The Senate's legislative power area mainly covers issues relating to the organisation and functioning of the federal system: the Constitution, the laws concerning the status, powers, institutions and funding of the federated entities (the Regions and Communities), the laws governing intrafederal cooperation, conflicts of competence, conflicts of interest, as well as the exercise of the right to substitution, the laws in respect of the Constitutional Court, the Council of State and federal administrative courts. Also worthy of mentioning are the Senate's powers in issues which are particularly touchy in Belgium: the use of languages in administrative affairs (for matters that come under the scope of the federal State) and the measures that aim at preventing discrimination for ideological and philosophical reasons.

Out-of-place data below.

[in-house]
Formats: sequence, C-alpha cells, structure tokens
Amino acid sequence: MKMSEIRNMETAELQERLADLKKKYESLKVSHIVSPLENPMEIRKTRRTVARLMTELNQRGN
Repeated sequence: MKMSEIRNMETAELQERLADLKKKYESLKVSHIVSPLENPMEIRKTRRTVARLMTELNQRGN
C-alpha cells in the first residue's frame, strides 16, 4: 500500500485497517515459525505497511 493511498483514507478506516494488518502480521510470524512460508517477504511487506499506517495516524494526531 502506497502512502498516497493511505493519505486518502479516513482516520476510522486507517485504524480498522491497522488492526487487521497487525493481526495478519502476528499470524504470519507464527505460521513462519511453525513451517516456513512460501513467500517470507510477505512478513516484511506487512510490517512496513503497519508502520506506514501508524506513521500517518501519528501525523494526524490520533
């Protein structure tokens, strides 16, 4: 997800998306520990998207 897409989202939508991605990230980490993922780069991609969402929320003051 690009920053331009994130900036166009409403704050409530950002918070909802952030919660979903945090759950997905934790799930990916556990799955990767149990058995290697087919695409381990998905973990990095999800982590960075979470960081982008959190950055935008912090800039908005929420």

Completeness requires that we also mention the laws on the funding of political parties and, not surprisingly, the laws on the organisation of the Senate and the status of Senators.
As a rule, the Senate exercises legislative authority on a par with the House (plain bicameral procedure). In institutional matters, the Constitution often requires qualified majorities. In a few matters, the Senate's legislative power is limited to proposing amendments (right of evocation).
In cross-cutting matters, in other words federal matters that affect the powers of the Regions and Communities, the Senate can draft information reports. It can do so in practically all matters. The drafting of such reports is the fullest expression of the principle of participation, even though its implementation is limited to a paralegislative power.
The Senate still has a number of other powers. These powers comprise the processing of written questions, the nomination or appointment of senior judges (in the Constitutional Court, the Council of State and the High Council for Justice), the resolution of conflicts of interest, interparliamentary cooperation and subsidiarity checks.
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